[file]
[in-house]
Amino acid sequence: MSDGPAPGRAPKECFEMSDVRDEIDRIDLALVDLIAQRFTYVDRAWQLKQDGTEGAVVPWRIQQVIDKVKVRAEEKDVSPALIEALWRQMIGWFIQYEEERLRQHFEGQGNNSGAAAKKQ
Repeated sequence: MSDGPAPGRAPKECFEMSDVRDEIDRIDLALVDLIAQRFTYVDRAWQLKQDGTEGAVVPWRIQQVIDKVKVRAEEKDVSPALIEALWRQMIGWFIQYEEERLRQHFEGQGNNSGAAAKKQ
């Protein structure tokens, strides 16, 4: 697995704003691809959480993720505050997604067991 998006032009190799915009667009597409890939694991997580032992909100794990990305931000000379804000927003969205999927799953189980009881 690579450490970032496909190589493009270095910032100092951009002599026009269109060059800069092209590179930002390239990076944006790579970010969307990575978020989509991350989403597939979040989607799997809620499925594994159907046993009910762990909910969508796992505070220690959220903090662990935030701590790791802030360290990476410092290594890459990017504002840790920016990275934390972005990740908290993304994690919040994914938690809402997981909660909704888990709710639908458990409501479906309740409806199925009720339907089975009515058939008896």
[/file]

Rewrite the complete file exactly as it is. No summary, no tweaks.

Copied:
[in-house]
Amino acid sequence: MSDGPAPGRAPKECFEMSDVRDEIDRIDLALVDLIAQRFTYVDRAWQLKQDGTEGAVVPWRIQQVIDKVKVRAEEKDVSPALIEALWRQMIGWFIQYEEERLRQHFEGQGNNSGAAAKKQ
Repeated sequence: MSDGPAPGRAPKECFEMSDVRDEIDRIDLALVDLIAQRFTYVDRAWQLKQDGTEGAVVPWRIQQVIDKVKVRAEEKDVSPALIEALWRQMIGWFIQYEEERLRQHFEGQGNNSGAAAKKQ
């Protein structure tokens, strides 16, 4: 697995704003691809959480993720505050997604067991 998006032009190799915009667009597409890939694991997580032992909100794990990305931000000379804000927003969205999927799953189980009881 690579450490970032496909190589493009270095910032100092951009002599026009269109060059800069092209590179930002390239990076944006790579970010969307990575978020989509991350989403597939979040989607799997809620499925594994159907046993009910762990909910969508796992505070220690959220903090662990935030701590790791802030360290990476410092290594890459990017504002840790920016990275934390972005990740908290993304994690919040994914938690809402997981909660909704888990709710639908458990409501479906309740409806199925009720339907089975009515058939008896």